- It was also about that time that President George W. Bush used a presidential initiative to introduce his “Faith-Based Initiatives”. This action mandated that a portion of MY tax dollars be given directly to religious institutions. This was in direct opposition to the constitutional separation of church and state. His Faith-Based Initiatives forced me, and other atheists and freethinkers, collected with the force of government taxation, be given to support religion. I knew the history of religion, and how horribly it had treated mankind (especially non-believers), and the institution of science, wherever it was given power, and I did NOT want my tax dollars, to aid such enterprises no matter how much they claimed to do so under the guise of “charitable work.”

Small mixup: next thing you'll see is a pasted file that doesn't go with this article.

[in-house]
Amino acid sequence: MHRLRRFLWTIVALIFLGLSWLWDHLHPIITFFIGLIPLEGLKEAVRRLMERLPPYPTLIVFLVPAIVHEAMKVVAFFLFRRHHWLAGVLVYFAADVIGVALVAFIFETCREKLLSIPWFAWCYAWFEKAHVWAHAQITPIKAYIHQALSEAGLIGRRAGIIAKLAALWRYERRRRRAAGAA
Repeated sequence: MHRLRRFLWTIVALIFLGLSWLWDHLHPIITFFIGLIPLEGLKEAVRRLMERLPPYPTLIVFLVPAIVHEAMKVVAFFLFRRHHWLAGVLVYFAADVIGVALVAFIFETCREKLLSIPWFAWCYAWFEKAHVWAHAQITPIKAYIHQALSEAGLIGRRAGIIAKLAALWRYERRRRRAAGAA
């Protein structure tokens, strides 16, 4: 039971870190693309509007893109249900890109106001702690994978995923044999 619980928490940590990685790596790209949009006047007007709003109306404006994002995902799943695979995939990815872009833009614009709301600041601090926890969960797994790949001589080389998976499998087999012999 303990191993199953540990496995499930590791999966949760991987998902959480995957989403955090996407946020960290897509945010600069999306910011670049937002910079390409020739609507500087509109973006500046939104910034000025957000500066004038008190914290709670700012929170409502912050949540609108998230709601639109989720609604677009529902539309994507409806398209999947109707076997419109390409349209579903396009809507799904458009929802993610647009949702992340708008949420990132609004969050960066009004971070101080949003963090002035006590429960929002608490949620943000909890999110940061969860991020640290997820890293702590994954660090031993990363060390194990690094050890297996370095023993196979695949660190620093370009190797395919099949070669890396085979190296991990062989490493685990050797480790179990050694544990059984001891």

About that time, I had been reading on the internet about atheist activists and about the work they had been doing to raise awareness of the harms that religion do. There were a couple of the “new atheism” books that were in the works but had not come out yet. Mostly from the authors that were dubbed the new “Four Horsemen of the Apocalypse.”
- Richard Dawkins, “The God Delusion”
- Christopher Hitchens, “God is not Great”
- Sam Harris, “Letter to a Christian Nation”
- Daniel Dennett “Breaking the Spell, Religion as a natural phenomenon.”
I had also just found atheist podcasts online. Mainly the The Infidel Guy had a large impact on me. He had both atheists and religious leaders and held both of their feet to the fire! The religious leaders always seemed to false and duplicitous. It was then I started to realize that I needed to get involved.